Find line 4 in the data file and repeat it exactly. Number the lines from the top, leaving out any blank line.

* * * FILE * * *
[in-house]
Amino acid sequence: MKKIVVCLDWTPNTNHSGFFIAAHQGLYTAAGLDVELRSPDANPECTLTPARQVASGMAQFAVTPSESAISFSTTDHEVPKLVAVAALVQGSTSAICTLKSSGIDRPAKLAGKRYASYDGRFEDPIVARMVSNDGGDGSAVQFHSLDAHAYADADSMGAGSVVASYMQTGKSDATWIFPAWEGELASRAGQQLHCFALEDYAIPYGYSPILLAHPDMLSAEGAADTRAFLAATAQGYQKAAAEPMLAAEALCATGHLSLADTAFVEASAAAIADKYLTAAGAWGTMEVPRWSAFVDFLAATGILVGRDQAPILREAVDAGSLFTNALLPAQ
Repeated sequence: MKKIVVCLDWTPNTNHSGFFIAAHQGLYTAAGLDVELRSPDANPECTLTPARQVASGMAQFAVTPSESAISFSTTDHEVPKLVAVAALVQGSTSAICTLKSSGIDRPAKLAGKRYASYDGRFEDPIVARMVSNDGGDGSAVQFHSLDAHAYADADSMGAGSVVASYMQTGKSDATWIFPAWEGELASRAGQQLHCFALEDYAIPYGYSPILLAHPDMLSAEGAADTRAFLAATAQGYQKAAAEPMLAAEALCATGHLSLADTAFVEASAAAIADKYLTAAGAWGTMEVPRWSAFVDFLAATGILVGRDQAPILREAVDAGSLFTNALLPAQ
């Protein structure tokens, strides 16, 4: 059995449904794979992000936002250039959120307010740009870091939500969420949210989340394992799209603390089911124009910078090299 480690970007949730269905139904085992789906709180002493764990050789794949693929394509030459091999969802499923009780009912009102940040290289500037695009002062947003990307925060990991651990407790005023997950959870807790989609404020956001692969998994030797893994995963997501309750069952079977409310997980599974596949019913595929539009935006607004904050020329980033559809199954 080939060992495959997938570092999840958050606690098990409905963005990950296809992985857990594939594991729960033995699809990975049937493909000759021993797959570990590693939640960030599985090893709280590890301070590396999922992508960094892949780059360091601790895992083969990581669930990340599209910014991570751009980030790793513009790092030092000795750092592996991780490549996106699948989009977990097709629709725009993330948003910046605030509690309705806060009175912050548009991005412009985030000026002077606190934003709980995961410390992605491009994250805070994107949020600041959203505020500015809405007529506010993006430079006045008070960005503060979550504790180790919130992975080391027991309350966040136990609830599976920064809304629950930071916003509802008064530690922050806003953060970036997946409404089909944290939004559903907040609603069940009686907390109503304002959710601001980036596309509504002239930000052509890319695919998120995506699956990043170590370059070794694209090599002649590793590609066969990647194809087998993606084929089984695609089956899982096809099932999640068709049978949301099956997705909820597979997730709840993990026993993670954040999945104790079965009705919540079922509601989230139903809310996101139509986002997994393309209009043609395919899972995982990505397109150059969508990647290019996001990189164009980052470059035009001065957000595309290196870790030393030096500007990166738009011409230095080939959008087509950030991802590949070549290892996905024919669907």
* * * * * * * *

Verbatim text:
């Protein structure tokens, strides 16, 4: 059995449904794979992000936002250039959120307010740009870091939500969420949210989340394992799209603390089911124009910078090299 480690970007949730269905139904085992789906709180002493764990050789794949693929394509030459091999969802499923009780009912009102940040290289500037695009002062947003990307925060990991651990407790005023997950959870807790989609404020956001692969998994030797893994995963997501309750069952079977409310997980599974596949019913595929539009935006607004904050020329980033559809199954 080939060992495959997938570092999840958050606690098990409905963005990950296809992985857990594939594991729960033995699809990975049937493909000759021993797959570990590693939640960030599985090893709280590890301070590396999922992508960094892949780059360091601790895992083969990581669930990340599209910014991570751009980030790793513009790092030092000795750092592996991780490549996106699948989009977990097709629709725009993330948003910046605030509690309705806060009175912050548009991005412009985030000026002077606190934003709980995961410390992605491009994250805070994107949020600041959203505020500015809405007529506010993006430079006045008070960005503060979550504790180790919130992975080391027991309350966040136990609830599976920064809304629950930071916003509802008064530690922050806003953060970036997946409404089909944290939004559903907040609603069940009686907390109503304002959710601001980036596309509504002239930000052509890319695919998120995506699956990043170590370059070794694209090599002649590793590609066969990647194809087998993606084929089984695609089956899982096809099932999640068709049978949301099956997705909820597979997730709840993990026993993670954040999945104790079965009705919540079922509601989230139903809310996101139509986002997994393309209009043609395919899972995982990505397109150059969508990647290019996001990189164009980052470059035009001065957000595309290196870790030393030096500007990166738009011409230095080939959008087509950030991802590949070549290892996905024919669907």